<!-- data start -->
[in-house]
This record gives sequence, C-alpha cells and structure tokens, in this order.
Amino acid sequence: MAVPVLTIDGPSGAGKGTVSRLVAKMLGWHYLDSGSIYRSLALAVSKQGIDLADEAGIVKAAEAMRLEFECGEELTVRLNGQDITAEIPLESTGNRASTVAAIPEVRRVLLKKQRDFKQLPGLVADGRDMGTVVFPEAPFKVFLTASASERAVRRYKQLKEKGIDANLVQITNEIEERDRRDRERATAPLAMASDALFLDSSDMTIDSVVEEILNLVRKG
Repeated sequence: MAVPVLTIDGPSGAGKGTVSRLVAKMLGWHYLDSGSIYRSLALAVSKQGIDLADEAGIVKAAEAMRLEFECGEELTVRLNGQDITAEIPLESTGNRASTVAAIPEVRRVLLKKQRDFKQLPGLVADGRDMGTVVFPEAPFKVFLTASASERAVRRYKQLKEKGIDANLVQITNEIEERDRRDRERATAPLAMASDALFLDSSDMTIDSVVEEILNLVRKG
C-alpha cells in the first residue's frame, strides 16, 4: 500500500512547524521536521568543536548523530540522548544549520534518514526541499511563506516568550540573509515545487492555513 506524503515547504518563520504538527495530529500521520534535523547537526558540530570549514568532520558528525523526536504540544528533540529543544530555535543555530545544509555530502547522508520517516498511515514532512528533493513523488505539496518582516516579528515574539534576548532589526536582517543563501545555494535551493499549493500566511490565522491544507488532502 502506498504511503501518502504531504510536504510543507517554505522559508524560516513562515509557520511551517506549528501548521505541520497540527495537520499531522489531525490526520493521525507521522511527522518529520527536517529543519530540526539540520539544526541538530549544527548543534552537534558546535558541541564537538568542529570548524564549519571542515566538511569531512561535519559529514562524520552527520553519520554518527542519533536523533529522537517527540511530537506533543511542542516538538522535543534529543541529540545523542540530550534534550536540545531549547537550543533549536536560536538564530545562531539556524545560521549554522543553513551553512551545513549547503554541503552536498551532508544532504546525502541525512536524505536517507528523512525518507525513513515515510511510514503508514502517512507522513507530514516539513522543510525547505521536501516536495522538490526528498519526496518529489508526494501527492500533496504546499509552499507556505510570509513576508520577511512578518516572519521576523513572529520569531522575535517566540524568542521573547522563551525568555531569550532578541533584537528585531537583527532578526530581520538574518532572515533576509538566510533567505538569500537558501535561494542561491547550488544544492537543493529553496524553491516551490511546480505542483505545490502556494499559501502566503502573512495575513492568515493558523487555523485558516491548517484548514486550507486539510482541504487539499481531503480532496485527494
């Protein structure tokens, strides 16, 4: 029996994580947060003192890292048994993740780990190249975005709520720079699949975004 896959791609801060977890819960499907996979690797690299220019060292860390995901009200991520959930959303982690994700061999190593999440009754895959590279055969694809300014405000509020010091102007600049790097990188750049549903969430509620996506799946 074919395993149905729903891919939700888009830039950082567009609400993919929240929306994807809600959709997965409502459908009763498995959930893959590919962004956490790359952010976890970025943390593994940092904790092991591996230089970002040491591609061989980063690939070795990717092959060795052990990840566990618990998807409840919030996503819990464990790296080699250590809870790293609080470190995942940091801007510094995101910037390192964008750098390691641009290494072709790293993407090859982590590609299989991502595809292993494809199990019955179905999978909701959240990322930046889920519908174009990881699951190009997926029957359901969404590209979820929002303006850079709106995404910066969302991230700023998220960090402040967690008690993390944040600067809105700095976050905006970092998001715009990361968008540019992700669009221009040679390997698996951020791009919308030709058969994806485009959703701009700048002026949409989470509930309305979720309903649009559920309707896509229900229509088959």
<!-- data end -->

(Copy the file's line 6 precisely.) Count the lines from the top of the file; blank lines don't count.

């Protein structure tokens, strides 16, 4: 029996994580947060003192890292048994993740780990190249975005709520720079699949975004 896959791609801060977890819960499907996979690797690299220019060292860390995901009200991520959930959303982690994700061999190593999440009754895959590279055969694809300014405000509020010091102007600049790097990188750049549903969430509620996506799946 074919395993149905729903891919939700888009830039950082567009609400993919929240929306994807809600959709997965409502459908009763498995959930893959590919962004956490790359952010976890970025943390593994940092904790092991591996230089970002040491591609061989980063690939070795990717092959060795052990990840566990618990998807409840919030996503819990464990790296080699250590809870790293609080470190995942940091801007510094995101910037390192964008750098390691641009290494072709790293993407090859982590590609299989991502595809292993494809199990019955179905999978909701959240990322930046889920519908174009990881699951190009997926029957359901969404590209979820929002303006850079709106995404910066969302991230700023998220960090402040967690008690993390944040600067809105700095976050905006970092998001715009990361968008540019992700669009221009040679390997698996951020791009919308030709058969994806485009959703701009700048002026949409989470509930309305979720309903649009559920309707896509229900229509088959």